M inimizing dust during floor tile replacement ?

Any tips on minimizing the dust that can be generated during a kitchen floor tile job? We currently have tile on the floor, installed before we bought the house, but it's chipped and not what we want as far as color, pattern, etc. I'm fine with the effort involved to remove the existing tile, but wanna minimize the dust that I've heard that can spread throughout the entire house. Any tips or suggestions? Thanks in advance for the help.
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wrote in

"Wet" removal? Water is a wonderful substance to stop dust from spreading.
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On Nov 18, 6:13 pm, "AngryOldWhiteGuy"

fan blowing out in the kitchen door
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On Fri, 18 Nov 2011 20:26:42 -0800 (PST), "hr(bob) snipped-for-privacy@att.net"

That's what I used when I "scraped", sanded, the parquet floors in one room. I found a 21" box fan in the trash, and ran it all day long while I ran t he sander and when I took breaks. After I finished and just as the dust seemed out of the room, the fan "burned up". Slowed to a stop and smelled like it was overheated.
But I ltoo lke the idea of water.
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On 11/19/2011 12:17 AM, micky wrote:

Doesn't take much- go to dollar store or recycle bin, and find a pump sprayer like for misting plants, or an old bathroom cleaner bottle, and keep spraying ahead of right where you are working. Don't let floor get covered with debris- do a couple square feet at a time, and fill up a couple five-gallon buckets as you go, while it is still damp.
--
aem sends...

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On Fri, 18 Nov 2011 20:26:42 -0800 (PST), "hr(bob) snipped-for-privacy@att.net"

And don't forget to leave a window open on the 'upwind' side. You need to let as much air in as the fan is discharging with the dust.
You can rent a good fan. I've been lugging around a furnace fan that moves a heck of a lot of air. You can often get one for the asking from a HVAC guy with a little lead time.
Jim
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wrote:

I also tried running an outboard motor in the bathtub, with a fan in the window. It was a very big bathtub in a 1930 luxury apartment building (affordable by me in 1970) , wide enough for a sawhorse to hold motor. The room filled up with black smoke within a few seconds, even with the fan on and other windows in the apartment open. (I don't think the fan was as big as the one I used for sanding dust.)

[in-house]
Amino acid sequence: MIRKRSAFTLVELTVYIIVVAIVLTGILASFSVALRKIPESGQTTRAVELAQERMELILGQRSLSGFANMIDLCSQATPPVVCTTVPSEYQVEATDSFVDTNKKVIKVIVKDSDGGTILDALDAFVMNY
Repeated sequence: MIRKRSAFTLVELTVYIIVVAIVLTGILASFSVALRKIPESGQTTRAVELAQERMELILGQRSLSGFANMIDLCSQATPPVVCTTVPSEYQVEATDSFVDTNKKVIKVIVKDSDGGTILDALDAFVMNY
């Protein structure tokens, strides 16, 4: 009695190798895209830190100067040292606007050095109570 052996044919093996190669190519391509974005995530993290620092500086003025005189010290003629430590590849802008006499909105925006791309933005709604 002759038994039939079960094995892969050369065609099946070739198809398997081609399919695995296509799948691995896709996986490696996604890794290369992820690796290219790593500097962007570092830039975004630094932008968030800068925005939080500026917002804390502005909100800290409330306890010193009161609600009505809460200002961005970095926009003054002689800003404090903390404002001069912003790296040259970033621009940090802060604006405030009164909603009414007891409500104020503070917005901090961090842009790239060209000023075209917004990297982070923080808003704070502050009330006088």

But it ran and later I took it to the water near Kennedy Airport.

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wrote:

Oh, it was a very old engine, and probably not adjusted right. When I got it outside, I guess the smoke just blew away. I didn't notice iit much.

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On Fri, 18 Nov 2011 18:13:08 -0600, "AngryOldWhiteGuy"

Dont worry about it. After you finish this job your house will need to be demolished. Thats when the dust will really fly. However the demolition crew should contain the dust to avoid pissing off the neighbors.
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AngryOldWhiteGuy wrote:

What dust? They aren't planning to grind it off, are they? Scraping off tile is going to give you lots of pieces but not much dust. If you are worried, hang some plastic over the entries to the kitchen.
--

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Exactly what I was thinking. Don't see where dust is an issue with removing floor tile, unless it contains asbestos. Floor tile shouldn't raise much dust when it's removed, as long as you're scraping it off. If it's asbestos, then the small amount of dust generated would be an issue to deal with.
Another choice, if possible, would be to just put the new flooring over the tile.
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wrote:

You have never removed floor tile have you?
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Yes I have. But where I went wrong was somehow I got fixed on thinking he was talking about vinyl floor tiles. Don't know why, because while he didn't specifically say, there is enough info there to conclude they are in fact ceramic. In which case, I agree that dust is an issue.
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wrote: